This browser is not actively supported anymore. For the best passle experience, we strongly recommend you upgrade your browser.
Insights Insights
| 1 minute read

Hackers Access UK Electoral Rolls

UK officials have disclosed that hackers got access to electoral rolls, email, and other data in 2021 and stayed in the system until 2022, when their presence was discovered. It is not clear why the government waited nearly a year to disclose the attack, during which the perpetrators were able to access voter data going back to 2014. During an age when most countries are extremely sensitive about election security, this is undoubtedly a troubling event for UK officials.  

Why It Matters

Most "best practices" advice would tell you that if you discover an attack on your network, you need to disclose it to stakeholders within a matter of days or weeks...not a year. There likely were additional sensitivities to this investigation that precluded making it public before now (there are indications that this was carried out by a foreign intelligence agency, thus raising national security issues). However: don't use the UK officials' timetable as any kind of guideline about breach reporting.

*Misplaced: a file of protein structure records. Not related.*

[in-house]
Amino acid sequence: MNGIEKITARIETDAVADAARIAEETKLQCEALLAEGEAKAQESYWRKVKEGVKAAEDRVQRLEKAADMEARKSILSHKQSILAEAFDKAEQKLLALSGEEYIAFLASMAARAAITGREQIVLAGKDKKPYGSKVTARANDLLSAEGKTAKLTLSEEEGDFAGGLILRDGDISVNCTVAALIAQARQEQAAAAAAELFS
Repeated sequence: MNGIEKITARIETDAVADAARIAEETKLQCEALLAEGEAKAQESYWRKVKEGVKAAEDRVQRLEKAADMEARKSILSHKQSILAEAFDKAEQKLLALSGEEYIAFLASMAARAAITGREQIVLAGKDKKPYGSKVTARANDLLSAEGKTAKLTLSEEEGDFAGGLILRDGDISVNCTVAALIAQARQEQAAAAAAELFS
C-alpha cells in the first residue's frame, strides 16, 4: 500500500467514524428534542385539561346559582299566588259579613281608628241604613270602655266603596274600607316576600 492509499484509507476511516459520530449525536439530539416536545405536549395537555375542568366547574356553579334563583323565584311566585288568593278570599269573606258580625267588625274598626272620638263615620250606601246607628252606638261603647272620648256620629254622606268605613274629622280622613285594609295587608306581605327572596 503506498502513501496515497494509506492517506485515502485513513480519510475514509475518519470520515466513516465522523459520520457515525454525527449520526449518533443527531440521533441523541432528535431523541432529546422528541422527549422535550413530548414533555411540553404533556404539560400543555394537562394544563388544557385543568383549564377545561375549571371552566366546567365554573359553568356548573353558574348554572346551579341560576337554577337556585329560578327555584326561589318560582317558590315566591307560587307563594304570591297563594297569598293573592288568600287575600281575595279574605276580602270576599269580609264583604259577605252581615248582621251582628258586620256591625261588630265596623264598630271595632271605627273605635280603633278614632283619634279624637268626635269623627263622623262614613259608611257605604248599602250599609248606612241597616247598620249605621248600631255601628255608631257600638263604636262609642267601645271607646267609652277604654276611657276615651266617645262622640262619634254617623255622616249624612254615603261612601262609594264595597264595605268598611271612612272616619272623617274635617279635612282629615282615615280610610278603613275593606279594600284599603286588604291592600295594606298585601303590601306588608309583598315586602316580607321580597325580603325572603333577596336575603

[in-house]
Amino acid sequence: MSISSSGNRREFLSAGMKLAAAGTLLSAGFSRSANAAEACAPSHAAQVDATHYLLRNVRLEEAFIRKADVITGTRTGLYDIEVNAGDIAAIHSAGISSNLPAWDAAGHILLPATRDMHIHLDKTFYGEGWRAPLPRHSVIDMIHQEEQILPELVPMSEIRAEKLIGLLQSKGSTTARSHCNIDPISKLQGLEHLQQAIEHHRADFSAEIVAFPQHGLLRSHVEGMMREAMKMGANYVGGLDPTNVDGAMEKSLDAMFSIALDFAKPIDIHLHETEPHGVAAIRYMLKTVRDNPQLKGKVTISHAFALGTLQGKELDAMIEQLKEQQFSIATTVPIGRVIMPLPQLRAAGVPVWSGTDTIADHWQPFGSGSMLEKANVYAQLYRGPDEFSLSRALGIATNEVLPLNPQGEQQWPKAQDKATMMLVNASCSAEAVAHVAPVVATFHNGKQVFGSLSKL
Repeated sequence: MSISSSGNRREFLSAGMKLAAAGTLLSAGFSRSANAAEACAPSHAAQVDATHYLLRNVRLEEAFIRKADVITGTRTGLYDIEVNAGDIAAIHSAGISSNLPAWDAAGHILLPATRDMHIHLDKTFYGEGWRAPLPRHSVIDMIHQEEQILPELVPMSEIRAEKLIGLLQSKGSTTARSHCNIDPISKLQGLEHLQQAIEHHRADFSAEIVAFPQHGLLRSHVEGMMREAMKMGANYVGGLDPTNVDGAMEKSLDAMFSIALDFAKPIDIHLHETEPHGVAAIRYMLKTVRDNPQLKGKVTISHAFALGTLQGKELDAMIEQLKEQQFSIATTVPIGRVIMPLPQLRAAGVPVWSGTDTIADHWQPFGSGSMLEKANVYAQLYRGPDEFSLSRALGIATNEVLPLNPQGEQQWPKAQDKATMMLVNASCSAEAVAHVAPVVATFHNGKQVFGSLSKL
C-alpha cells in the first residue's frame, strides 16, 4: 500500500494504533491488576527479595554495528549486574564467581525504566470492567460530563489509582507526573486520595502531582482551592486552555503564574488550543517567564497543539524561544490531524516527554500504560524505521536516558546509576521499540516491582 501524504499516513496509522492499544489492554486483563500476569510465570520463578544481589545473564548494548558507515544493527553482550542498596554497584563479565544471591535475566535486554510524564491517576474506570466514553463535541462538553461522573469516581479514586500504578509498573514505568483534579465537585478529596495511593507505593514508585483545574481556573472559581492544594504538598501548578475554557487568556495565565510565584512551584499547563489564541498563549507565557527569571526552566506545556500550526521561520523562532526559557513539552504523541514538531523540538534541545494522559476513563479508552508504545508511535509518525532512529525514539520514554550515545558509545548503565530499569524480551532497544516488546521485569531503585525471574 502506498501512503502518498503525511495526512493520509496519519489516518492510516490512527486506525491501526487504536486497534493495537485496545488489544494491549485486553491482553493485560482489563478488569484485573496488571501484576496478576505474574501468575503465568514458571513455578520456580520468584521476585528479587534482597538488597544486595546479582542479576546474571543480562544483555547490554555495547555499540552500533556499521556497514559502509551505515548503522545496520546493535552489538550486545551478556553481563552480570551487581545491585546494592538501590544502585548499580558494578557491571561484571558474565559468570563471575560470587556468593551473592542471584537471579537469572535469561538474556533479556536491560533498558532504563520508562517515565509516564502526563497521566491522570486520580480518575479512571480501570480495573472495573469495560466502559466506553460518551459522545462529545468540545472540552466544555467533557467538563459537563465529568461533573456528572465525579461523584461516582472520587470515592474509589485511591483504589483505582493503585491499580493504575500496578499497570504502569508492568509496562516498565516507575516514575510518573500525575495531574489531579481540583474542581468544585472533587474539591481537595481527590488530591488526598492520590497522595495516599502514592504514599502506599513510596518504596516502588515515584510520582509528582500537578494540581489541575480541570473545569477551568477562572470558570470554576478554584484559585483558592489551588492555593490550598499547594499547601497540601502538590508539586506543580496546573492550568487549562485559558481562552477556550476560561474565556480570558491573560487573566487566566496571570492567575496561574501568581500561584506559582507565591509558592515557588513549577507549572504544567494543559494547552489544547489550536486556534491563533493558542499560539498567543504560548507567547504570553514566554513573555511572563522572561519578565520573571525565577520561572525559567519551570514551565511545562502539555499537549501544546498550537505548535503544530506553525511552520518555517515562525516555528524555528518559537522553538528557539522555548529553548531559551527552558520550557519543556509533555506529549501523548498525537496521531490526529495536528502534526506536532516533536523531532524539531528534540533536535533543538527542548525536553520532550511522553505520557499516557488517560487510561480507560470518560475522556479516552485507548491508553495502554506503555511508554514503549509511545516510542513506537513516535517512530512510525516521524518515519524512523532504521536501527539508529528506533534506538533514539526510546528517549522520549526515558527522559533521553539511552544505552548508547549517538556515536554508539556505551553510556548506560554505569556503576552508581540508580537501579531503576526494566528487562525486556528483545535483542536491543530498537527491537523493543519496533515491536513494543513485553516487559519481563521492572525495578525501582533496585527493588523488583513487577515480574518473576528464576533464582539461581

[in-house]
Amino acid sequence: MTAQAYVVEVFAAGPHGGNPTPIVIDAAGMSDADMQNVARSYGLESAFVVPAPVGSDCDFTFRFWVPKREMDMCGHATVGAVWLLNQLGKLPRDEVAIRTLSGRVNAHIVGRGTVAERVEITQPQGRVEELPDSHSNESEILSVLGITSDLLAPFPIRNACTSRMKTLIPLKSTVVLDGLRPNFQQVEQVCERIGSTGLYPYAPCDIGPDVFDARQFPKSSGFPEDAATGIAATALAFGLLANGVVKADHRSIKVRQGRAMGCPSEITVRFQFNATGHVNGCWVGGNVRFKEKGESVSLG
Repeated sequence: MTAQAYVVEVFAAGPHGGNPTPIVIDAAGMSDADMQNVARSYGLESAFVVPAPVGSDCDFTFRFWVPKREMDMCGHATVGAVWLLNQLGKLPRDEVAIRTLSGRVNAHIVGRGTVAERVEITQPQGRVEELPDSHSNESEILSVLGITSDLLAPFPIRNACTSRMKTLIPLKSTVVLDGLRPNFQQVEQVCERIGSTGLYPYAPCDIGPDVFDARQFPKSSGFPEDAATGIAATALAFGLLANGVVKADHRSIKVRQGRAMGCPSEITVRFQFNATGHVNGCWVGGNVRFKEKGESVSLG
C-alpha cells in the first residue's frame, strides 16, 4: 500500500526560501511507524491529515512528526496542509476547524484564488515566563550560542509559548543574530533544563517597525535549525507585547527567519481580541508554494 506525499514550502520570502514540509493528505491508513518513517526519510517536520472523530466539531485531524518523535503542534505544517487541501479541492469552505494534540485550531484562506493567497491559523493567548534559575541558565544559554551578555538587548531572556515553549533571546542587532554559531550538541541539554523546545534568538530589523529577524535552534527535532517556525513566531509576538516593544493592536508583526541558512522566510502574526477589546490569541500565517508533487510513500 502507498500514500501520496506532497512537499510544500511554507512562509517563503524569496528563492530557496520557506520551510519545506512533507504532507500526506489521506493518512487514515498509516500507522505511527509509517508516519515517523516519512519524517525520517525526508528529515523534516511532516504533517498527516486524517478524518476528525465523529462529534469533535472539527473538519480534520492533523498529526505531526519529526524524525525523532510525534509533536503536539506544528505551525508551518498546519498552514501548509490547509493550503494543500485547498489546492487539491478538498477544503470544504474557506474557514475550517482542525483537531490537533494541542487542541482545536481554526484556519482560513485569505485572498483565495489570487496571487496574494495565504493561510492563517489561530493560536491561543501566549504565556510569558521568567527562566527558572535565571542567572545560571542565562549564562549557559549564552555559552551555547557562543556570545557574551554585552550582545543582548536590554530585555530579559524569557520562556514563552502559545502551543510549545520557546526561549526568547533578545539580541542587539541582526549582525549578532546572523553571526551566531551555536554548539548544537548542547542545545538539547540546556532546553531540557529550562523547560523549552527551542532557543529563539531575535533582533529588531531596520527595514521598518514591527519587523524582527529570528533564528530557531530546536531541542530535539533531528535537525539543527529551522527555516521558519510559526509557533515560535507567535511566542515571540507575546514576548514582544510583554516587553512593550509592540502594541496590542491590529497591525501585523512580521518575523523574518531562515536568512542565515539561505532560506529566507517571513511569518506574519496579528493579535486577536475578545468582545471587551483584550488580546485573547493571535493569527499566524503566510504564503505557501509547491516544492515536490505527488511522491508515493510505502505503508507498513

Instead, follow their example and be transparent about the facts of the situation when you do disclose it: tell stakeholders what was taken (or what was accessible), how long the bad guys were in your system, when the attack started and ended, and other material matters. The regulators here have gone a step further and identified ways in which voter data might be used by threat actors. You do not need to do that, but you should count on disclosing more than you may be accustomed to in a commercial setting. This is not the time to keep secrets.  

The hackers accessed copies of voter registries which included the names and addresses of any U.K. voters registered between 2014 and 2022. The information accessed by the hackers also included email addresses among other information, potentially putting information associated with tens of millions people at risk. The agency noted that “much” of the data is already in the public domain, but that it “is possible however that this data could be combined with other data in the public domain, such as that which individuals choose to share themselves, to infer patterns of [behavior] or to identify and profile individuals.”


data security and privacy, hill_mitzi, insights